David Bourget (Western Ontario)
David Chalmers (ANU, NYU)
Rafael De Clercq
Jack Alan Reynolds
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Oxford University Press (2000)
Peter Goldie opens the path to a deeper understanding of our emotional lives through a lucid philosophical exploration of this surprisingly neglected topic. Drawing on philosophy, literature and science, Goldie considers the roles of culture and evolution in the development of our emotional capabilities. He examines the links between emotion, mood, and character, and places the emotions in the context of consciousness, thought, feeling, and imagination. He explains how it is that we are able to make sense of our own and other people's emotions, and how we can explain the very human things which emotions lead us to do. He argues that it is only from the personal point of view that thoughts, reasons, feelings, and actions come into view. This fascinating book gives an accessible but penetrating exploration of an important but mysterious subject. Any reader interested in emotion and its role in understanding our lives will find much to think about here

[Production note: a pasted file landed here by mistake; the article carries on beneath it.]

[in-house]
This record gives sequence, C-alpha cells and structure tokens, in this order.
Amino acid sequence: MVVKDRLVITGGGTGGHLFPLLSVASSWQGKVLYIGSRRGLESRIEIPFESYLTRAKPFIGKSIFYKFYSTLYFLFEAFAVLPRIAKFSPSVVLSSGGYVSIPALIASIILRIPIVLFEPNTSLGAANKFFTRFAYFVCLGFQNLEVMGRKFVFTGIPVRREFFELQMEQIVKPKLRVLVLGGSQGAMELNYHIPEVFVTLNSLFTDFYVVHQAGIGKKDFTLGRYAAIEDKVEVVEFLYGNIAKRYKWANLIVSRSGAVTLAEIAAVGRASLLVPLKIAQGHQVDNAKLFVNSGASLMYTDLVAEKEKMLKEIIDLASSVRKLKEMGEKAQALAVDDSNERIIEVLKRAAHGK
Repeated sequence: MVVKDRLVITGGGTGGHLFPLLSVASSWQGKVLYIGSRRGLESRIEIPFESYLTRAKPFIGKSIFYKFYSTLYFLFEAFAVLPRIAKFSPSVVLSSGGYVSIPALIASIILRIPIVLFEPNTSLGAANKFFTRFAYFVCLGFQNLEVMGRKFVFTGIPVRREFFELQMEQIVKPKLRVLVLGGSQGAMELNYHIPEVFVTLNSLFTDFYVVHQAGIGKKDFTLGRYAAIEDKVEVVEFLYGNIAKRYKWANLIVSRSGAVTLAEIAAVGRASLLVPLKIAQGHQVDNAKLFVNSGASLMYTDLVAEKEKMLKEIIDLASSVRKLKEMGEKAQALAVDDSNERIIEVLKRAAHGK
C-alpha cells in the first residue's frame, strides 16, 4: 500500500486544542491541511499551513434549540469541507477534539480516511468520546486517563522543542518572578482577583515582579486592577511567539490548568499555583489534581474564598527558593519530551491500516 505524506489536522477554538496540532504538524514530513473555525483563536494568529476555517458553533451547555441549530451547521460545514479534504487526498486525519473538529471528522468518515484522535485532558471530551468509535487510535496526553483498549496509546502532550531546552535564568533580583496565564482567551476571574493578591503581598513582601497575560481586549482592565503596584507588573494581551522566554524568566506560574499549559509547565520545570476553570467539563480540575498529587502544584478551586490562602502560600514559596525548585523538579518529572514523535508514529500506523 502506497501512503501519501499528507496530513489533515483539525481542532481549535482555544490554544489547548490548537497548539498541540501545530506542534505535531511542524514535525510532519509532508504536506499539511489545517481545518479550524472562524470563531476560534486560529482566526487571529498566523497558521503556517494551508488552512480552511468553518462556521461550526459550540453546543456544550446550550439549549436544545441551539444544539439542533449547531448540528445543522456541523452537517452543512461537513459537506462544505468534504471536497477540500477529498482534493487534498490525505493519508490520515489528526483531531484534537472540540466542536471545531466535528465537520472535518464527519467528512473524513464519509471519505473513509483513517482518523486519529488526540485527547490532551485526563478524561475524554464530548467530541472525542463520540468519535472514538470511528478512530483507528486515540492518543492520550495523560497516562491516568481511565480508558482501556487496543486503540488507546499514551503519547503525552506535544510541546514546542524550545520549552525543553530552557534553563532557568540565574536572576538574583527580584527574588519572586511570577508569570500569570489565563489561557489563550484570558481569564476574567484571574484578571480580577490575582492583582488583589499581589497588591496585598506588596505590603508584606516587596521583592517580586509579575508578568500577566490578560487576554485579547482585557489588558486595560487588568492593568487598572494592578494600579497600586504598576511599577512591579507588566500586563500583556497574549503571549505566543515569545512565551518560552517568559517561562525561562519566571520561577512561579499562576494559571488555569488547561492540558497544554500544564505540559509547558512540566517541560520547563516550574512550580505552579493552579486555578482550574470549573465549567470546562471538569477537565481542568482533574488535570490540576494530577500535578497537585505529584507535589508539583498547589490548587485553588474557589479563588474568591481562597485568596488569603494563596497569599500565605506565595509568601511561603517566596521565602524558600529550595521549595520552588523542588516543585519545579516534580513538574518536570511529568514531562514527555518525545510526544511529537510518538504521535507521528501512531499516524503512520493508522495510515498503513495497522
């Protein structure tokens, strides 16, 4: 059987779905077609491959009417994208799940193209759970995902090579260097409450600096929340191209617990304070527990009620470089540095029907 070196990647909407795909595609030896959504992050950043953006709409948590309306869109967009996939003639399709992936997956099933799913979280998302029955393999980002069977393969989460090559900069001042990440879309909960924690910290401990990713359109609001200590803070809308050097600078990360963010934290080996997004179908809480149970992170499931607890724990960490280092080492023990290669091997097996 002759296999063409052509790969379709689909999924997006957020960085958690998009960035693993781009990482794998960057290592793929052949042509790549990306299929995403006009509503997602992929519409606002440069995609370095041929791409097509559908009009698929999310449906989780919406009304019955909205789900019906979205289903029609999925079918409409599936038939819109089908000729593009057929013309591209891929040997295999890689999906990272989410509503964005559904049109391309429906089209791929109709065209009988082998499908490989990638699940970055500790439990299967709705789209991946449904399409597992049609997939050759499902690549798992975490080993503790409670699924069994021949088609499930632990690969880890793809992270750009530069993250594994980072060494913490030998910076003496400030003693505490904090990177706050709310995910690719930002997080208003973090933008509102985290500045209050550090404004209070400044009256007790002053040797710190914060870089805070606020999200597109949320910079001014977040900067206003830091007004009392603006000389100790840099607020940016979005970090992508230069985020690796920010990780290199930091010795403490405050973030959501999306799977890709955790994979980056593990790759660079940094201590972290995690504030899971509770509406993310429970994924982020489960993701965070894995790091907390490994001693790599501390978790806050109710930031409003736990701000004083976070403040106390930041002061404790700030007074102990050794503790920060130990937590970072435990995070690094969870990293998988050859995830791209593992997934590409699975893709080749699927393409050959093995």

|Keywords||Character Culture Emotion Evolution Feeling Metaphysics|
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|Buy the book||$16.84 used (62% off) $31.33 new (29% off) $37.33 direct from Amazon (16% off) Amazon page|
|Call number||B815.G65 2002|
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Citations of this work BETA
Giovanna Colombetti & Tom Roberts (2015). Extending the Extended Mind: The Case for Extended Affectivity. Philosophical Studies 172 (5):1243-1263.
Daniel D. Hutto (2004). The Limits of Spectatorial Folk Psychology. Mind and Language 19 (5):548-73.
Albert Newen, Anna Welpinghus & Georg Juckel (2015). Emotion Recognition as Pattern Recognition: The Relevance of Perception. Mind and Language 30 (2):187-208.
John Bengson, Marc A. Moffett & Jennifer C. Wright (2009). The Folk on Knowing How. Philosophical Studies 142 (3):387–401.
Sabine A. Döring (2007). Seeing What to Do: Affective Perception and Rational Motivation. Dialectica 61 (3):363-394.
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